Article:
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David Bentley Hart on the 5th Ecumenical Council

A few months ago David Bentley Hart kicked up quite the online controversy over in the comments of this blog. The original topic was universalism, but then it turned into a discussion of the status of Origen of Alexandria within Eastern Orthodoxy, and that in turn became a discussion about the authority of church tradition and the ecumenical councils. Dr. Hart has now made an additional contribution to this discussion in what will surely be a controversial article in First Things. 

Equal parts cynical, hilarious, insightful, and explosive, this latest offering seeks to vindicate Origen and explain the circumstances which allowed so many, in both the Christian East and West, to consider him a heretic. One section is especially eyebrow-raising, however, and it raises some key questions about the viability of the ecumenical councils’ authority in these matters. Dr. Hart writes:

It is true that something remembered by tradition as “Origenism” was condemned by someone in the sixth century, and that Origen was maligned as a heretic in the process; and it is also true that for well more than a millennium both those decisions were associated with the Council of 553 by what was simply accepted as the official record. But, embarrassingly, we now know, and have known for quite some time, that the record was falsified. And this is a considerable problem not only for Orthodoxy, but for the Catholic Church as well, inasmuch as the authority of the ecumenical councils must in some way be intimately—if obscurely—bound to some notion of the indefectibility of the Church’s transmission of the faith.

Dr. Hart’s claim here is not that that the Council was wrong, though he allows for that hypothetical possibility later, but that it was shortly afterwards corrupted by the fraudulent addition of unclear and inaccurate canons which were subsequently interpreted as condemning Origen. But Dr. Hart does, in fact, highlight the problem that this causes with regards to “the indefectibility of the Church’s transmission of the faith.” In short, Dr. Hart believes that the Church has not correctly transmitted the faith on this matter, and he believes that this is a claim that is objectively proved by historical fact.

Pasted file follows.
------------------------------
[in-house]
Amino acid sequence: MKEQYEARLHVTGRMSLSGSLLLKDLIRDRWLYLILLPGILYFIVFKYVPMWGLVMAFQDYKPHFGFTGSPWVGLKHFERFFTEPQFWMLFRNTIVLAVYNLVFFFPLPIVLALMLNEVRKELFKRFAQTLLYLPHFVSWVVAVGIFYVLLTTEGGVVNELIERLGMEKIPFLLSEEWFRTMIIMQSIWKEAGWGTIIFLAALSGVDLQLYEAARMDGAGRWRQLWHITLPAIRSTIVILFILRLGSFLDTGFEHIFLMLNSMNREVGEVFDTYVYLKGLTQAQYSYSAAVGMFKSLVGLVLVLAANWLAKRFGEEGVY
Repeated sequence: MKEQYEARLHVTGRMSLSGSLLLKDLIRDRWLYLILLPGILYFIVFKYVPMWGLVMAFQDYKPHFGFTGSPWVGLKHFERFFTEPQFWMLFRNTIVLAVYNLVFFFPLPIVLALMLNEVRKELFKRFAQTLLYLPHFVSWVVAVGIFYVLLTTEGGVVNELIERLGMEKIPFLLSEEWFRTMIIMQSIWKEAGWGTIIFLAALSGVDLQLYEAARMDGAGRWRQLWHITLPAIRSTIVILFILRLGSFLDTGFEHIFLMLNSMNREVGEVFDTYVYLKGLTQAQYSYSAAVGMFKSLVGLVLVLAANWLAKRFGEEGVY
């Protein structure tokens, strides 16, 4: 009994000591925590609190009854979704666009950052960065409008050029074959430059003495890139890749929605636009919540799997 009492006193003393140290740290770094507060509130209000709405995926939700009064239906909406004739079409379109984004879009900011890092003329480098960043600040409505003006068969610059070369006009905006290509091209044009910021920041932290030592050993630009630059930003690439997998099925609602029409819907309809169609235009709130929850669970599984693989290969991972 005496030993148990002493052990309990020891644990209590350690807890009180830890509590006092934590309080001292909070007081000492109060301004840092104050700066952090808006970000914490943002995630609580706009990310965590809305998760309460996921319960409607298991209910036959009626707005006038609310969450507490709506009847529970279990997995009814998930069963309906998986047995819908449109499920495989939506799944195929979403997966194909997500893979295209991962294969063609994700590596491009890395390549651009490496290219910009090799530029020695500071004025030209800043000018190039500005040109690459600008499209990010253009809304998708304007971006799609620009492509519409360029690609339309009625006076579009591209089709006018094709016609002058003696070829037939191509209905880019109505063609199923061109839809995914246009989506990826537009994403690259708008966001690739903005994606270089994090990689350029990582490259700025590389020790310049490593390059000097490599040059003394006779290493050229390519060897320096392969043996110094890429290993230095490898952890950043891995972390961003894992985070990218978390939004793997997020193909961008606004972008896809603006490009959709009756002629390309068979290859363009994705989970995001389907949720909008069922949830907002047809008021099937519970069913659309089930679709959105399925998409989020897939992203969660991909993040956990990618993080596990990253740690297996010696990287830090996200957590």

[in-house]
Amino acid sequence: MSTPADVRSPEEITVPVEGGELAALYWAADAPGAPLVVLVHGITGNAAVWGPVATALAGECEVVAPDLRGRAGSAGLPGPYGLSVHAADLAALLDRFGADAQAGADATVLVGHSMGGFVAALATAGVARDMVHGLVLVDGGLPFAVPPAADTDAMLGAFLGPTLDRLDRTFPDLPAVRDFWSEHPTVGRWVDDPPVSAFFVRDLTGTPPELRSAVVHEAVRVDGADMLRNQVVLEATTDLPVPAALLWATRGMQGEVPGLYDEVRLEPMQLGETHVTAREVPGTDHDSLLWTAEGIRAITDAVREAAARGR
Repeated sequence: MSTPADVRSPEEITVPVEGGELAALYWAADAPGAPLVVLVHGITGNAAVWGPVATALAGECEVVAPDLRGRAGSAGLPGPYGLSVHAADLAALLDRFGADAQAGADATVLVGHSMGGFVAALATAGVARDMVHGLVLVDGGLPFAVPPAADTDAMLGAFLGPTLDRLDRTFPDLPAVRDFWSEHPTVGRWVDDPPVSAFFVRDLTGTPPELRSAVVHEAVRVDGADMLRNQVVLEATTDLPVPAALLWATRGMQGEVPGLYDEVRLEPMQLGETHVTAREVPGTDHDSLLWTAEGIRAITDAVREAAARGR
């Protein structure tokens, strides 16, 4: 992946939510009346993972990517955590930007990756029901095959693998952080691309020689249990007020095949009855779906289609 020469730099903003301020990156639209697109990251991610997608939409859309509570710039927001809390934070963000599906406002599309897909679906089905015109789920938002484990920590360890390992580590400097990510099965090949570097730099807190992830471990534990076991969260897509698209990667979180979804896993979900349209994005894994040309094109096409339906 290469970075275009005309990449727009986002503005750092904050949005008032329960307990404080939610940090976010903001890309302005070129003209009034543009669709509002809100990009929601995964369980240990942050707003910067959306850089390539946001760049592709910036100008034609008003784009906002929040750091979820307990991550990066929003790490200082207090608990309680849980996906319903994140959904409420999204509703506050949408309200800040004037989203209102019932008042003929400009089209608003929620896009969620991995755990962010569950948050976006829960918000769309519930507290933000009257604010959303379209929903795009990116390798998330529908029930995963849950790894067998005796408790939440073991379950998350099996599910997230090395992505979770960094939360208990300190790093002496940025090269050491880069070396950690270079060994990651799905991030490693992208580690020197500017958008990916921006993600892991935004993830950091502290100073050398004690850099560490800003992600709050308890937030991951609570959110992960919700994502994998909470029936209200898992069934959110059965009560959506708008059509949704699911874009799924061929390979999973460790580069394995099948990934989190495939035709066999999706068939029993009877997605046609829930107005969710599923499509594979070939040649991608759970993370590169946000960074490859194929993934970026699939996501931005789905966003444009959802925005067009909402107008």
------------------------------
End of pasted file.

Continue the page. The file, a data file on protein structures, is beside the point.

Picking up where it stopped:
Dr. Hart does not believe that the council itself approved the condemnations of “Origenism,” but he is willing speak hypothetically–“Even if the anathemas had actually been approved by the council, they no more constitute a serious condemnation of Origen than they do a recipe for brioche.” That’s quite the statement, and it will be interesting to see what Orthodox and Catholic readers of First Things make of it. The matter is a disciplinary one, to be sure, but it also impacts doctrine insofar as it involves anathemas aimed at theological ideas. These anathemas were then later received and implemented in a more or less universal fashion, but they are now considered dubious. And so Dr. Hart is correct to point out that “the Church” (a term with a stipulated definition, of course) erroneously received these canons.

Dr. Hart also gives his view that the only doctrinal topics which can be considered binding are those limited to the Seven Councils. Everything else, he writes, “can possess at most the authority of accepted custom, licit conjecture, or fruitful practice.” The missing premise, however, is whether or not there is an ecclesiastical polity which has made this ruling and whether they continue to rule accordingly. As a Protestant I can read this essay and gain much from it, by way of historical investigation and as a case study in the inescapability of human politics in church affairs. Fallibility is our lot, and there’s no getting away from that.

And oh yes, I too think Origen got a bad rap and ought to be restored to a position of honor.

By Steven Wedgeworth

Steven Wedgeworth is the Rector of Christ Church Anglican in South Bend, Indiana. He writes about theology, history, and political theory, and he has taught Jr. High and High School. He is the founder and general editor of The Calvinist International, an online journal of Christian Humanism and political theology, and a founding member of the Davenant Institute.

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